Jeremy Hunt announces review of vaginal mesh; hormone pregnancy test, Primodos; and anti-epileptic drug, sodium valproate
Patients are being promised a voice as Health Secretary, Jeremy Hunt, announces reviews of three NHS treatments, including controversial vaginal mesh implants.
Last week, Hunt announced a probe into how the health system responds to reports from patients about side effects from treatments.
It comes after patient-led campaigns on three NHS treatments: the hormone pregnancy test, Primodos, which was used up until 1978; the anti-epileptic drug, sodium valproate; and the use of vaginal mesh.
It’s essential that voices aren’t just listened to, but properly heard, and that whenever appropriate, the system promptly learns lessons and makes changes
In the case of vaginal mesh implants, women were left ‘crippled’ by pain, MPs said, after plastic mesh implants, used to prevent prolapse after pregnancy, warped or deteriorated, cutting into their vagina walls.
Sodium valproate and Primodos, used in the 1960s and 1970s, have been linked to serious birth defects and learning difficulties.
Hunt said the response these groups of patients received from the NHS and its regulators was ‘not good enough’.
He announced that Baroness Julia Cumberlege would lead the review. She will consider:
Hunt said: “Over the years there have been significant concerns raised by individuals and campaign groups about the potentially-harmful effects of three products used by the NHS.
“The response they have received from those in positions of authority has not always been good enough.
“From Primodos to mesh and sodium valproate; patients and their families have had to spend too much time and energy campaigning for answers in a way that has added insult to injury for many.
“I want to see if we can establish a fairer and quicker way of resolving these concerns, both now and in the future.
There is no doubt that if we want to achieve the most from a forward-thinking and vibrant NHS, mechanisms have to be in place to ensure that unsafe devices or practices are quickly removed; and listening to patients is the first step in that process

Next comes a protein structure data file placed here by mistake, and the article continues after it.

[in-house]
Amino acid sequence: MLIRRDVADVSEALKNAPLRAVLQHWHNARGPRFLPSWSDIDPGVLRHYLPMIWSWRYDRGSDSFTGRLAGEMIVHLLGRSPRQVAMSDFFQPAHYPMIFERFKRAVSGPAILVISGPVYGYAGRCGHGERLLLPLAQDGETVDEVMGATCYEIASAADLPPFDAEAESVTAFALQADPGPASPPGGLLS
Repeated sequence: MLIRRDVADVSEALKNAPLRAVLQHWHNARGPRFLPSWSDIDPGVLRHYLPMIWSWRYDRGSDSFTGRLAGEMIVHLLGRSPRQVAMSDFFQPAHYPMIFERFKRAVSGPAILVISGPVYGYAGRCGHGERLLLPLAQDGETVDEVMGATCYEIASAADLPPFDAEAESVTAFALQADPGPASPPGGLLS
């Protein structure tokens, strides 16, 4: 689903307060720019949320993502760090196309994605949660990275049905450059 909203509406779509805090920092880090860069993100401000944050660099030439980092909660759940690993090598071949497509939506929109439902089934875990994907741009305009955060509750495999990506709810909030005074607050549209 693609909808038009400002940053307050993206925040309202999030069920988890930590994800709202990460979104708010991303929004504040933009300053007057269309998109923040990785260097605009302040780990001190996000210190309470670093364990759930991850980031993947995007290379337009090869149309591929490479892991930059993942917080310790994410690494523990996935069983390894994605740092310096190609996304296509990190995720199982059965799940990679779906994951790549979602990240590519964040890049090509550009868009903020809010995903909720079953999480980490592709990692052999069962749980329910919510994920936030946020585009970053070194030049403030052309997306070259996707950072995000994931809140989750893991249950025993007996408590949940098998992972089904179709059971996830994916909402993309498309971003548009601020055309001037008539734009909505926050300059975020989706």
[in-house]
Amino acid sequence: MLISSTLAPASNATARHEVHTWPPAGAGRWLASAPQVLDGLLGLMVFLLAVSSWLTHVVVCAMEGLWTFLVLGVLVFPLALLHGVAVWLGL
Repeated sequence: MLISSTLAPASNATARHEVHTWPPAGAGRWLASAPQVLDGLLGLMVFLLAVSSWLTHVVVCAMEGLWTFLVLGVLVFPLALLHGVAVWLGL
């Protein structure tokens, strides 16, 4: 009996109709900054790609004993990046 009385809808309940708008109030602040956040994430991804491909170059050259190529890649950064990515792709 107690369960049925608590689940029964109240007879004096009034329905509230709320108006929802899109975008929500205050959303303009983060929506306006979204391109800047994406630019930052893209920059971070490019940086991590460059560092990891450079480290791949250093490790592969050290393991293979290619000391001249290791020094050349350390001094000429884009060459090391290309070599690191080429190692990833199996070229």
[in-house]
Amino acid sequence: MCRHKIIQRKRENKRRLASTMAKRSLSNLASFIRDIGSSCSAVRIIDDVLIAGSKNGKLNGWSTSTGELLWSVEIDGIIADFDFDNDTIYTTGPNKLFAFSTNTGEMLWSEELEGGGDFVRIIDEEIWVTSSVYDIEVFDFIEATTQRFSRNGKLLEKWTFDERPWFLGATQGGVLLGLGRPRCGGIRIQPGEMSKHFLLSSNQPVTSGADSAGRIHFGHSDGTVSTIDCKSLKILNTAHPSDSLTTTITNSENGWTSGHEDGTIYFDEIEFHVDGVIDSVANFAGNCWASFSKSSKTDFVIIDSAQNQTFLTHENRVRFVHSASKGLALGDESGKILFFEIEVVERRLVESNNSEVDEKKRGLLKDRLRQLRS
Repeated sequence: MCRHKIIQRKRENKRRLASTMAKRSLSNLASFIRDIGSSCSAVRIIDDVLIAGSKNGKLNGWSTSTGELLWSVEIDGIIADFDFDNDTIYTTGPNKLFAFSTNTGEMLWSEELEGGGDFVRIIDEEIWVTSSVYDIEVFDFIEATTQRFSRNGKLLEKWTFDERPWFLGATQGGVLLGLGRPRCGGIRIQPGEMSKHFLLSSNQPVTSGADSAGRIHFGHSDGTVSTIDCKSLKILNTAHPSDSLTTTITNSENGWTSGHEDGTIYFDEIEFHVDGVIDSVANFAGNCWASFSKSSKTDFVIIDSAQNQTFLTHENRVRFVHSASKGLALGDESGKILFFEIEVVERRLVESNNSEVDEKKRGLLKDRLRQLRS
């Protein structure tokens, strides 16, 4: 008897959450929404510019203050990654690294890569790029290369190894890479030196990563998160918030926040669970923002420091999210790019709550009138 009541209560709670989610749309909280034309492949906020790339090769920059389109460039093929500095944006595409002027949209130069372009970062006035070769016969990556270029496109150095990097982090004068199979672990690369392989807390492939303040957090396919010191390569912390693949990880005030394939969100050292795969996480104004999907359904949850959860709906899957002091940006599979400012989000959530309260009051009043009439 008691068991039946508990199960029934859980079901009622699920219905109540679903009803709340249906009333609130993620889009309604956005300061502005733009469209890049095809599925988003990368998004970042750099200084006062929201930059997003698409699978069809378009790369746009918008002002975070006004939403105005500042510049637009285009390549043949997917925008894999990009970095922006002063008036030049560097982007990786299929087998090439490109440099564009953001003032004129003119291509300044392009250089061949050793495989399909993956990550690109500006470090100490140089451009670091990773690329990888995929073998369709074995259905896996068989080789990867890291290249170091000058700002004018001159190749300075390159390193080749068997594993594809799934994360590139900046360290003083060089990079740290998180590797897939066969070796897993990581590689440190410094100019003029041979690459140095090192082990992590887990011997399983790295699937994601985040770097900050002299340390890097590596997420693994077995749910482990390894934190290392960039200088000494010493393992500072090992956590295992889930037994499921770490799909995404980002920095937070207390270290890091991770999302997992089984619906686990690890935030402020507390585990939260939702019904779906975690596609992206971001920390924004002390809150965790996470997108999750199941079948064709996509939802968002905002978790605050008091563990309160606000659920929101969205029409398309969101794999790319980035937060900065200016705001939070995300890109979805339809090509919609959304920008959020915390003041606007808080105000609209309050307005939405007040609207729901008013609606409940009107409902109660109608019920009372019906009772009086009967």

Baroness Cumberlege, added: “I look forward to undertaking this tremendously-important review and in particular to working with patients to ensure that our health system learns from those it may have failed.
“It’s essential that voices aren’t just listened to, but properly heard, and that whenever appropriate, the system promptly learns lessons and makes changes.”
Hunt has pledged £1m to review every case involving vaginal mesh dating back to 2005. The money will help set up a database of cases to identify complications caused by the implants.
Christian Beadell, a senior solicitor at Fletchers Solicitors, a medical negligence law firms, said of the news: “This announcement recognised the dedicated campaigning from patient support groups, but also highlighted concerns that the regulatory body, the Medicines Healthcare Regulatory Authority (MHRA), had been slow to respond to their concerns.
“Of course, while ensuring patient safety is vital, it should not be at the expense of innovation and the advancement of medical practice, and it was interesting that a complete ban on vaginal mesh was considered to be inappropriate by the chief medical officer.
“With reviews into the Primodos and Sodium Valproate scandals also finally being accelerated, the push for answers is to be welcomed.
While ensuring patient safety is vital, it should not be at the expense of innovation and the advancement of medical practice
“However, words must be followed with actions, and it is worrying that no end date for completing these reviews was set out within the announcement.
“There is no doubt that if we want to achieve the most from a forward-thinking and vibrant NHS, mechanisms have to be in place to ensure that unsafe devices or practices are quickly removed; and listening to patients is the first step in that process.”